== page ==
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Fallout MMOG Screenshots Explained

Duck and Cover speaks with Interplay's Chris Taylor, Lead Systems Designer on Project V13, their upcoming Fallout MMOG, who explains the nature of the concept art and the various project 13 screenshots released along the way. Word is: "I'd like to point out those weren't even 'alpha' screens, just 'Proof of Concept'. The current models look different. We still want a somewhat stylized look so we can avoid the 'Uncanny Valley'."

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26. Re: Fallout MMOG Screenshots Explained May 4, 2010, 18:53 saluk
 
It may not be the dictionary definition, but I think in general uncanny valley is just about how the closer to reality something looks, the more glaring it's faults. One of the reasons pixar is so successful is they are artists first, rather than just trying to represent reality. None of their characters look like a real human, they all look like almost photo-realistic cartoon characters. All of the movements are exaggerated, faces are more expressive, eyes are more prominent. in fact, with Avatar, although it is not obvious, they went through a similar process in how they designed the Navi in order to avoid UV.

In this case? Definitely looks like a cop out. it worked well for borderlands, and I think "stylized" is a great look for the fallout world (fallout 3 was realistic but also quite stylized in ways). But just being stylized isn't enough, it has to be purposeful, and the art design should be cohesive, and say something. "Stylized" doesn't say much without knowing what style it is lol! But as Chris Taylor said, the screens are just concepts at this point, so we'll see how it turns out.

The funny thing is that fallout vegas is being developed by many of the people who worked on fallout 2, while if this goes through, most of the developers for fallout mmo will not have worked on any of the fallout games - bethesdas OR interplays.
 
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25. Re: Fallout MMOG Screenshots Explained May 4, 2010, 10:17 Beamer
 
No, it's pretty much a cliff:
Here's the chart describing it.

That's a vertical fall.
 
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24. Re: Fallout MMOG Screenshots Explained May 4, 2010, 09:58 PHJF
 
Mass Effect characters like Miranda fall well enough into uncanny valley. Remember it's a valley, not a cliff.  
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23. Re: Fallout MMOG Screenshots Explained May 4, 2010, 01:36 Beamer
 
One slip up in animation, one polygon poking oddly through another, one fuzzy texture can and will bring otherwise perfect gaming experiences to a screeching halt

True or not (in opinion I suppose, and I'll accept arguments each way), that's not really the Uncanny Valley, which is solely due to physically looking too similar to humans but not quite right. Nothing about backstories or dialogue factor into it.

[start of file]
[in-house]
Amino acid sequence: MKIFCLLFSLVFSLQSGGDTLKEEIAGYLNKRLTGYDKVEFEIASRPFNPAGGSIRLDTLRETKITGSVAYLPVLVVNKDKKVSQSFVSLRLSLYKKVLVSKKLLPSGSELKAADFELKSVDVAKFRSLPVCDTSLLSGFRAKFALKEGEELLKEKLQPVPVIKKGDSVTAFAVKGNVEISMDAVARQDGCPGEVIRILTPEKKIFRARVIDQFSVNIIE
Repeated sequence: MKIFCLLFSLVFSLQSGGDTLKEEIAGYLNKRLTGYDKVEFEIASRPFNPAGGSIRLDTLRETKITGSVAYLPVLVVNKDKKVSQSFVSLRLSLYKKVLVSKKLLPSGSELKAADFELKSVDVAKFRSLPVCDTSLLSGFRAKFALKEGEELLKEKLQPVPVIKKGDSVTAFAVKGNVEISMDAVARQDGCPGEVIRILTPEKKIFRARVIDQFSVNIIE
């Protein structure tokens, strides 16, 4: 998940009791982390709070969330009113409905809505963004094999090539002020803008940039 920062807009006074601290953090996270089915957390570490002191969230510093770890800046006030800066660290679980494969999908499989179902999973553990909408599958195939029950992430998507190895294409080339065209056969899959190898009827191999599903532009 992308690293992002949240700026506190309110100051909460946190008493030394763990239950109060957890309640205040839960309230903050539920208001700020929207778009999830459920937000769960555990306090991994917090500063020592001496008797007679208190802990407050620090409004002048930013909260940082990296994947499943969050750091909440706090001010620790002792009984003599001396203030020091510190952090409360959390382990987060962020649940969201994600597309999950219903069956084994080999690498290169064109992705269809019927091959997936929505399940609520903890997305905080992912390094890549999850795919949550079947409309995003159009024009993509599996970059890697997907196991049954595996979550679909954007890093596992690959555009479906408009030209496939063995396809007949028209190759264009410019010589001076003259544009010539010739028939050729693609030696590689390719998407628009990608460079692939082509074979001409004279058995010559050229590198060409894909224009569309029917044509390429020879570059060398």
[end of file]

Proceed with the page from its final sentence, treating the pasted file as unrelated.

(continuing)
Outside arguably of Heavy Rain (which I haven't played and likely never will - it's not my kind of game, although those I know that have played it speak very highly and all mention that they had an audience of non-gaming spouses watching), I don't think any video game yet has graphics that approach the uncanny valley. They're all still too far off. Nothing is remotely humanlike enough to almost fool you.

 
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22. Re: Fallout MMOG Screenshots Explained May 4, 2010, 01:01 Jerykk
 
As the technology continues to expand and improve so do our expectations, and our willingness to overlook shortcomings is diminished.

I don't know, I found it very easy to care about the characters in Dragon Age. I generally tend to be very willing to overlook shortcomings in presentation as long the more important elements (like gameplay and writing) are strong. Just because you don't have to use your imagination as much as in the old days doesn't mean you can't.
 
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21. Re: Fallout MMOG Screenshots Explained May 4, 2010, 00:52 PHJF
 
They didn't look close enough to real to be unsettling due to the lack of animation.

Which collaterally renders null any attempt at humanizing said characters. BioWare love to equip their characters with such elaborate back stories and lively dialog and voice over but they fail time and again to draw any sort of attachment or interest on my part because I am reminded consistently that the objects on my screen are just that: objects, not fully-realized characters.

In yee olden dayes everything was copacetic because the technology so limited the extent to which developers could render characters, worlds, etc. Things like voice overs were left to the players' imaginations. Now developers are burdened with detailing intricately every facet of their games as to bear the utmost of players' scrutiny. One slip up in animation, one polygon poking oddly through another, one fuzzy texture can and will bring otherwise perfect gaming experiences to a screeching halt. Perhaps that is why those such as myself perpetuate the idea that video games as a whole are not progressing but regressing. As the technology continues to expand and improve so do our expectations, and our willingness to overlook shortcomings is diminished.
 
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20. Re: Fallout MMOG Screenshots Explained May 3, 2010, 23:48 Beamer
 
Also, this is an interesting watch and simplistic explanation:
http://www.youtube.com/watch?v=CNdAIPoh8a4
 
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19. Re: Fallout MMOG Screenshots Explained May 3, 2010, 23:44 Beamer
 
Mass Effect is the definition of uncanny valley. Characters have almost no facial animation outside their mouths, a feature quite true to BioWare form. It's just easily overlooked because 75% of characters NPC or otherwise are aliens.

That's not really the definition. It wasn't unsettling, it was just stupid. They didn't look close enough to real to be unsettling due to the lack of animation.

Polar Express is probably the best CGI definition. You're 100% right with the eyes. Polar Express's humans were very close to realistic, but... not. The animation was very slightly off, the lighting was very slightly off (leading to waxlike skin), but it was the eyes that creeped everyone out. They were dead. No one is creeped out by most computer games because the animation and models aren't yet realistic enough to reach uncanny valley.

Googling +"polar express" +"dead eyes" gives you 44,900 hits. Swapping dead eyes with uncanny valley gives about 10% of that.